Perhaps in response to the panhandler, perhaps not, a teenage girl sitting nearby thanks me for my service.
This is not what the panhandler wishes to hear and she continues through the subway car.
"one who begs," 1893, from panhandle (n.) in begging sense. Related: Panhandled; panhandler; panhandling.
"something resembling the handle of a pan," 1851, from pan (n.) + handle (n.). Especially in reference to geography, originally American English, from 1856, in reference to Virginia (now West Virginia; Florida, Texas, Idaho, Oklahoma, and Alaska also have them). Meaning "an act of begging" is attested from 1849, perhaps from notion of arm stuck out like a panhandle, or of one who handles a (beggar's) pan.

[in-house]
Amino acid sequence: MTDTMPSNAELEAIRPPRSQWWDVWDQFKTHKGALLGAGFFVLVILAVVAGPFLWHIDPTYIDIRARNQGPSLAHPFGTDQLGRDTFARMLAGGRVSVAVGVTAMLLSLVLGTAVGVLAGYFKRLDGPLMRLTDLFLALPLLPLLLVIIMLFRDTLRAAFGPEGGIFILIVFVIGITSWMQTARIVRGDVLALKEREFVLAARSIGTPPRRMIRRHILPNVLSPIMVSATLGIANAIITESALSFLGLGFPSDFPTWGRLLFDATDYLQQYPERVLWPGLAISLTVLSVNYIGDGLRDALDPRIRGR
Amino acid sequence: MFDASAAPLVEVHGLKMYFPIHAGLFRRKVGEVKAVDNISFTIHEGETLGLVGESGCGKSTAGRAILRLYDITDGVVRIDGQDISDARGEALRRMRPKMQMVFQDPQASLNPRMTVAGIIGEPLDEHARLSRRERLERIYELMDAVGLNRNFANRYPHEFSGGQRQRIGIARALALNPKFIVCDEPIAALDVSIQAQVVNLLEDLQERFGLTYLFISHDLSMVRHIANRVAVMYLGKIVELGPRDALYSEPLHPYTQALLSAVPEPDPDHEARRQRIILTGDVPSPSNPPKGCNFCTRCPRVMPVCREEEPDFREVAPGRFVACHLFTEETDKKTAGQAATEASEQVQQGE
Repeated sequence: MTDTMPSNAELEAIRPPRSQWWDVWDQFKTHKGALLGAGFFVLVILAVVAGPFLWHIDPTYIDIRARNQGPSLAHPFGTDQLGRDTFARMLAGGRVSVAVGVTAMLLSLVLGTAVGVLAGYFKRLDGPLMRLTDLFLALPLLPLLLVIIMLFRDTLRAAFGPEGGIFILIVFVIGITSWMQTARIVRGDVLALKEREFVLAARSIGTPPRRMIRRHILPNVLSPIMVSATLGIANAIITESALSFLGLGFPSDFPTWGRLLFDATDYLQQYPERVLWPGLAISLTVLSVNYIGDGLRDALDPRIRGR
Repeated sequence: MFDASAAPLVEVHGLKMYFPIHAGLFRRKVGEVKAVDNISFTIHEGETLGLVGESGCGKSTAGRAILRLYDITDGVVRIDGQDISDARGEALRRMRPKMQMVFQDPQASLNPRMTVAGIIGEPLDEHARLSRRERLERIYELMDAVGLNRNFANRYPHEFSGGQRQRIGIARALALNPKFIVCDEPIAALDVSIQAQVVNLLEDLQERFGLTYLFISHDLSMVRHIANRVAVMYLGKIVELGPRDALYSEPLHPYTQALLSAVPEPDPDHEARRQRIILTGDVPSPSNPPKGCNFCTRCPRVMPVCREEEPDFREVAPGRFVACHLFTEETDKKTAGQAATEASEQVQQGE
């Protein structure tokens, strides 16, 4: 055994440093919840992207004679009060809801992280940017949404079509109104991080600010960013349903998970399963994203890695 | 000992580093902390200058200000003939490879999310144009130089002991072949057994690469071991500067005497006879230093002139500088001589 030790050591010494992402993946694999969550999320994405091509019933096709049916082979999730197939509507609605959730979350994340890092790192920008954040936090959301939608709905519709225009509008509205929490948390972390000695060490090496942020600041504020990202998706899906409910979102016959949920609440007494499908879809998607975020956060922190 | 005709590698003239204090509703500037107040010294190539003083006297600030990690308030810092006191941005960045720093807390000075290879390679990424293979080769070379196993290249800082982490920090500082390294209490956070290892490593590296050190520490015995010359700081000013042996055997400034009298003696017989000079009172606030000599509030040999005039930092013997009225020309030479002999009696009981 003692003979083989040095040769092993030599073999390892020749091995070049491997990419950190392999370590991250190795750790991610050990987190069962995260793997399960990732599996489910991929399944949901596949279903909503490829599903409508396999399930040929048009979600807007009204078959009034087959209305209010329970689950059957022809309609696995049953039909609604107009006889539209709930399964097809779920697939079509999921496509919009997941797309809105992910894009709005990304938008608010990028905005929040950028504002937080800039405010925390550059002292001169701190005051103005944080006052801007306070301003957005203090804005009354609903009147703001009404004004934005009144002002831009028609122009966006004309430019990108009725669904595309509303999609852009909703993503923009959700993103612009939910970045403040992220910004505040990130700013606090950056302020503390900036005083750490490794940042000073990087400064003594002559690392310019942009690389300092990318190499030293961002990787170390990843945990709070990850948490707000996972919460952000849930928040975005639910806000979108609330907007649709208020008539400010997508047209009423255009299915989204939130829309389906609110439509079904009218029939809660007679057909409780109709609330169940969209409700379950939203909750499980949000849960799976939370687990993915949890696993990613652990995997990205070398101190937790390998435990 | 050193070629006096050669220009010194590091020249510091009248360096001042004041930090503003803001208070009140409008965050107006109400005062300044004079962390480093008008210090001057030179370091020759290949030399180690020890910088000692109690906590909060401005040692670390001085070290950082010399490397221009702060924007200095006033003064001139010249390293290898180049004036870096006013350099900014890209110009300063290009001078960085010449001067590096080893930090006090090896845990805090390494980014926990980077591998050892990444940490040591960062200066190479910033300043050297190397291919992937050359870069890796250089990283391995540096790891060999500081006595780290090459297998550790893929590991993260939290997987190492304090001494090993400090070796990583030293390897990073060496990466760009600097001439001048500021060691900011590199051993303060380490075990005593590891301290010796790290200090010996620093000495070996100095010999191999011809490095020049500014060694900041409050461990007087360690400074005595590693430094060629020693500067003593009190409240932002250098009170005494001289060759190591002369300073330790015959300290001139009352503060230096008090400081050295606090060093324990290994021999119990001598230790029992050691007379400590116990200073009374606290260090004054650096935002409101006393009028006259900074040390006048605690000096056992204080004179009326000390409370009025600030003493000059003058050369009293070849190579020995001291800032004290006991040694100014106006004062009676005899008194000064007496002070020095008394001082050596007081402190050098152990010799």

"to beg," 1888, from panhandle (n.) in the begging sense. Related: Panhandled; panhandling.
A person who begs, esp by accosting people on the street; beggar: This panhandler came up to me and braced me
[1897+; fr the stiff arm held out by the beggar]
To beg, esp by accosting people on the street: The boys deal drugs or panhandle, even become male prostitutes
[1903+; fr panhandler]